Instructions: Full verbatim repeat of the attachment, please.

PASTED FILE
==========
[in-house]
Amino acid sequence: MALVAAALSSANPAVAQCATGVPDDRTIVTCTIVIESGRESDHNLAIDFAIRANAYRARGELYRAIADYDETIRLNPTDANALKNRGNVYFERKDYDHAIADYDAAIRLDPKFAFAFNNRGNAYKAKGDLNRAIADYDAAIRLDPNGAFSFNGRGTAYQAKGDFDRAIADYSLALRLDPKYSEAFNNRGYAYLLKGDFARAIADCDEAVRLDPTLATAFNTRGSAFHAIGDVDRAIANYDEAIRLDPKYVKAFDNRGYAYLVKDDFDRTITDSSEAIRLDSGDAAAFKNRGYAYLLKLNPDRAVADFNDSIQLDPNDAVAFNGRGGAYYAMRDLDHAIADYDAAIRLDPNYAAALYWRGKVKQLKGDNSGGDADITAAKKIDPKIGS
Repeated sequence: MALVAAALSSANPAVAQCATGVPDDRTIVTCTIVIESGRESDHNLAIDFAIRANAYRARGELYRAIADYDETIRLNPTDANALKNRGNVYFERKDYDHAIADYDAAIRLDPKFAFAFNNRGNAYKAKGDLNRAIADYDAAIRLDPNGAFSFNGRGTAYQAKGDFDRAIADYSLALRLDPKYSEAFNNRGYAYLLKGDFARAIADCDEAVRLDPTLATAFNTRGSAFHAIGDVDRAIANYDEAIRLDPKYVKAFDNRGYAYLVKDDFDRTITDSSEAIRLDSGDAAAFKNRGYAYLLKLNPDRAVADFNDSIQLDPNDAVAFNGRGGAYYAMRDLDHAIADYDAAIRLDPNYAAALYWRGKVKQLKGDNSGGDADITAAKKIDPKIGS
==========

[in-house]
Amino acid sequence: MALVAAALSSANPAVAQCATGVPDDRTIVTCTIVIESGRESDHNLAIDFAIRANAYRARGELYRAIADYDETIRLNPTDANALKNRGNVYFERKDYDHAIADYDAAIRLDPKFAFAFNNRGNAYKAKGDLNRAIADYDAAIRLDPNGAFSFNGRGTAYQAKGDFDRAIADYSLALRLDPKYSEAFNNRGYAYLLKGDFARAIADCDEAVRLDPTLATAFNTRGSAFHAIGDVDRAIANYDEAIRLDPKYVKAFDNRGYAYLVKDDFDRTITDSSEAIRLDSGDAAAFKNRGYAYLLKLNPDRAVADFNDSIQLDPNDAVAFNGRGGAYYAMRDLDHAIADYDAAIRLDPNYAAALYWRGKVKQLKGDNSGGDADITAAKKIDPKIGS
Repeated sequence: MALVAAALSSANPAVAQCATGVPDDRTIVTCTIVIESGRESDHNLAIDFAIRANAYRARGELYRAIADYDETIRLNPTDANALKNRGNVYFERKDYDHAIADYDAAIRLDPKFAFAFNNRGNAYKAKGDLNRAIADYDAAIRLDPNGAFSFNGRGTAYQAKGDFDRAIADYSLALRLDPKYSEAFNNRGYAYLLKGDFARAIADCDEAVRLDPTLATAFNTRGSAFHAIGDVDRAIANYDEAIRLDPKYVKAFDNRGYAYLVKDDFDRTITDSSEAIRLDSGDAAAFKNRGYAYLLKLNPDRAVADFNDSIQLDPNDAVAFNGRGGAYYAMRDLDHAIADYDAAIRLDPNYAAALYWRGKVKQLKGDNSGGDADITAAKKIDPKIGS